Iron ore index falls below $150 as Chinese buying fizzles

Updated: 2010-10-26 13:53
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A key iron ore price benchmark fell below $150 a ton for the first time in two weeks as demand from top market China lost steam although offers stayed firm on Tuesday, Reuters reported.

Offers to sell Indian ore with 63.5 percent iron content ranged from $160 to $162 a ton on Tuesday, cost and freight delivered to China, although there were few bids, traders said.

Inquiries from Chinese steel mills have slowed down, with some taking a breather after the quick surge in prices to near five-month highs earlier this month when the mills returned to the market after a week-long holiday.

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"It is not easy to sell shipments as some mills still have orders to curb production because of the energy-saving mandate," said an iron ore trader in Tianjin in northern China.

Some mills in the steel production hub of Hebei province have resumed production from late September since being ordered by the provincial government to slash output as China raced to meet its year-end energy efficiency target.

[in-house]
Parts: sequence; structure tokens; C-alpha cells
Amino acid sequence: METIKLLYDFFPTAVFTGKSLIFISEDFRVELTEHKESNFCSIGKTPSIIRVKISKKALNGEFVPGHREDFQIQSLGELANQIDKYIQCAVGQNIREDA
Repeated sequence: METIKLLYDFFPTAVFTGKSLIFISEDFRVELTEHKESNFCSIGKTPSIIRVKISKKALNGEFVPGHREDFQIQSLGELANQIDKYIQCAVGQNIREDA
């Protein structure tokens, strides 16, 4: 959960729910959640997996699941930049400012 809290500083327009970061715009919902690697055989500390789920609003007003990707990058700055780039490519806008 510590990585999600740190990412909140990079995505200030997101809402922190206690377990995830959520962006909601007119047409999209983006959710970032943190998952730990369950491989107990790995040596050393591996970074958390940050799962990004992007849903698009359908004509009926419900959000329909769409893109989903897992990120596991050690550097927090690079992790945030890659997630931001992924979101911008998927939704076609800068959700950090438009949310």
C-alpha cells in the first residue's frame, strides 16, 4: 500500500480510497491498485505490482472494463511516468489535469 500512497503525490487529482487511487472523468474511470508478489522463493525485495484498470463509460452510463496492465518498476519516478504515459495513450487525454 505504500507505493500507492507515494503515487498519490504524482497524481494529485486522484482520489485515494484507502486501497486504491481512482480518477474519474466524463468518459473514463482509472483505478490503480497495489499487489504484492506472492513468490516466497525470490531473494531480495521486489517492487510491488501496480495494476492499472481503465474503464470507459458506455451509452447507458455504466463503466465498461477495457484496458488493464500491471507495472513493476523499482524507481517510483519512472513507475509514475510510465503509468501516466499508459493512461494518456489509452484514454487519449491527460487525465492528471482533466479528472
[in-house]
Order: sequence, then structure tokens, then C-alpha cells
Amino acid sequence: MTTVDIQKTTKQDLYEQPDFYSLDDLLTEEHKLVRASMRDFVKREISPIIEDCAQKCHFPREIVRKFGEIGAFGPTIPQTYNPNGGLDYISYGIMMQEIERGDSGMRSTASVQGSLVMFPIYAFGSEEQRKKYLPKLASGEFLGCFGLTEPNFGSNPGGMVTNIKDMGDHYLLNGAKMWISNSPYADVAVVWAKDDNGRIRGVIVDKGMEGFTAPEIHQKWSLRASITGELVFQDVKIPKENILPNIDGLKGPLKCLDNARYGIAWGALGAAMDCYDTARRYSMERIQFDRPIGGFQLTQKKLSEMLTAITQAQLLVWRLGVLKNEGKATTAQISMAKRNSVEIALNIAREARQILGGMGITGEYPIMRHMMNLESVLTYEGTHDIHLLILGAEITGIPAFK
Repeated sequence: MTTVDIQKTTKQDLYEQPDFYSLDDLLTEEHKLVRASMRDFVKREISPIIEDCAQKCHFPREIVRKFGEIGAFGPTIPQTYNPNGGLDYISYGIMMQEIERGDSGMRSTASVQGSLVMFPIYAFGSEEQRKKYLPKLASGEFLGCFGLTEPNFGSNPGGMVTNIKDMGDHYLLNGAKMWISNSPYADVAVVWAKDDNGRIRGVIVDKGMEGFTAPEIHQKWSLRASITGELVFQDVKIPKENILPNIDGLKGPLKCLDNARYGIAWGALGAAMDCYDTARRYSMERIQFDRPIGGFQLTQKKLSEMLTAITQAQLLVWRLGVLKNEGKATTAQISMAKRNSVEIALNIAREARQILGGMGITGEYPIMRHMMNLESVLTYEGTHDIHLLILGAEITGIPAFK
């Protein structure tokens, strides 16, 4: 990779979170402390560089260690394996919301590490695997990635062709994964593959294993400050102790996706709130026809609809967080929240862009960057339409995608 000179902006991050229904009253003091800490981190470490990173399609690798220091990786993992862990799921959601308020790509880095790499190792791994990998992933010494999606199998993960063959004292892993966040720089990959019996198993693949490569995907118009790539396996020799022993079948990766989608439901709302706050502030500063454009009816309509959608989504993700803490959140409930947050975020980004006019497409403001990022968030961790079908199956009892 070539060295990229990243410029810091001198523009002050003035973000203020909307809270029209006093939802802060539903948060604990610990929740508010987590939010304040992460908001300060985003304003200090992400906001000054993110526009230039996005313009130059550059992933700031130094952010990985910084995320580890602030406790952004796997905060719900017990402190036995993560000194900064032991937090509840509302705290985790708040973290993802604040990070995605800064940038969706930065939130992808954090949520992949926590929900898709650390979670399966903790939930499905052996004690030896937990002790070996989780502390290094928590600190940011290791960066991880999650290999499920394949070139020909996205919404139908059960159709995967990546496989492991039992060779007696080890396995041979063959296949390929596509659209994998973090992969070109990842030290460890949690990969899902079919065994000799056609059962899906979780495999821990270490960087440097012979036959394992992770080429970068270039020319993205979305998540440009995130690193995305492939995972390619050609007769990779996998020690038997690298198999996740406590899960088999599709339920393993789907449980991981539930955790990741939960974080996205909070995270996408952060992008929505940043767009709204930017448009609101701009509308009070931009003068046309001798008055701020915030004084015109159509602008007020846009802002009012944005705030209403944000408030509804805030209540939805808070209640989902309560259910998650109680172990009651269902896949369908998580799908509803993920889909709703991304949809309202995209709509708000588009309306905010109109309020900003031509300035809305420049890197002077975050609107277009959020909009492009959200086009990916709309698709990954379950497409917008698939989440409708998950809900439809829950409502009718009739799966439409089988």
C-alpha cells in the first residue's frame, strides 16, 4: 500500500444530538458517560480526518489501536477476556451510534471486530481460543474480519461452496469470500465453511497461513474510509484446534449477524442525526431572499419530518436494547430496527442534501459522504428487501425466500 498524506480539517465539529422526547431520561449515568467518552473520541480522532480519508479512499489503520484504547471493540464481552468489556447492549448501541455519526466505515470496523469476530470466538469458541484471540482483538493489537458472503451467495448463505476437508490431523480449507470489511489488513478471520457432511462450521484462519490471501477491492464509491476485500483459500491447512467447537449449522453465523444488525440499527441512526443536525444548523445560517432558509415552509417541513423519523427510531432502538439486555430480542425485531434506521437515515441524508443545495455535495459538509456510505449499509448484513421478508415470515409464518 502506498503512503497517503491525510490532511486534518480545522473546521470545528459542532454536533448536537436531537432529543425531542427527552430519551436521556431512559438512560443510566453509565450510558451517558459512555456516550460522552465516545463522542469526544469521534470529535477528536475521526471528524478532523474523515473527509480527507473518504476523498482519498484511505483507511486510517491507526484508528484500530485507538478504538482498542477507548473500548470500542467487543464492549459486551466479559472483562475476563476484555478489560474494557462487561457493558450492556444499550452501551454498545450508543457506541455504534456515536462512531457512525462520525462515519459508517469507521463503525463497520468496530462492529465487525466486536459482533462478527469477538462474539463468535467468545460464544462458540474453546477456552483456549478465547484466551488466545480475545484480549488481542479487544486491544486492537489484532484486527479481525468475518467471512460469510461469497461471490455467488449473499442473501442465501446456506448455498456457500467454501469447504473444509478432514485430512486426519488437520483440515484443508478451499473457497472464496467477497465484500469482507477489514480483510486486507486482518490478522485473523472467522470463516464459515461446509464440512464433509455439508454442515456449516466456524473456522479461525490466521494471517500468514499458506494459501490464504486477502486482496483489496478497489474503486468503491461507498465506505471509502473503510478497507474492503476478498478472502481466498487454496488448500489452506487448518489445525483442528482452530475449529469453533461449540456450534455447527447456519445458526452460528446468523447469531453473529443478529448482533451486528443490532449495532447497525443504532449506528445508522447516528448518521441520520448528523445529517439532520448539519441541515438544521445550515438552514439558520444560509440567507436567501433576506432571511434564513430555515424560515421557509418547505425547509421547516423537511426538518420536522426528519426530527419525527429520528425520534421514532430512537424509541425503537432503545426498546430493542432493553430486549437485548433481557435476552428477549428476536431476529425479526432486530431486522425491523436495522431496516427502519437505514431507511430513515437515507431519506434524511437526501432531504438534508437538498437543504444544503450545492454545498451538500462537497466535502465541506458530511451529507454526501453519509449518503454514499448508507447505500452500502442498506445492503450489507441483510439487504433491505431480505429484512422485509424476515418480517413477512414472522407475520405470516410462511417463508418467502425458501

But mills in Shandong and Henan provinces have recently been asked to halve output as part of the power-saving campaign.

The Steel Index 62 percent iron ore benchmark fell $2.40 to $149.40 a ton, C&F China, at the end of trade on Monday.

A weak outlook for steel demand for the rest of the year had kept Chinese steel prices mostly steady in recent weeks, prompting some steelmakers to maintain prices for November or cut them to spur demand.

China's Hebei Iron & Steel Group, the country's largest steelmaker by output, has cut prices of its main construction steel products by up to 180 yuan ($27.04) a ton, local media reported on Tuesday.

The price cut followed a move by industry pricing leader Baoshan Iron & Steel earlier this month to keep prices for November bookings unchanged.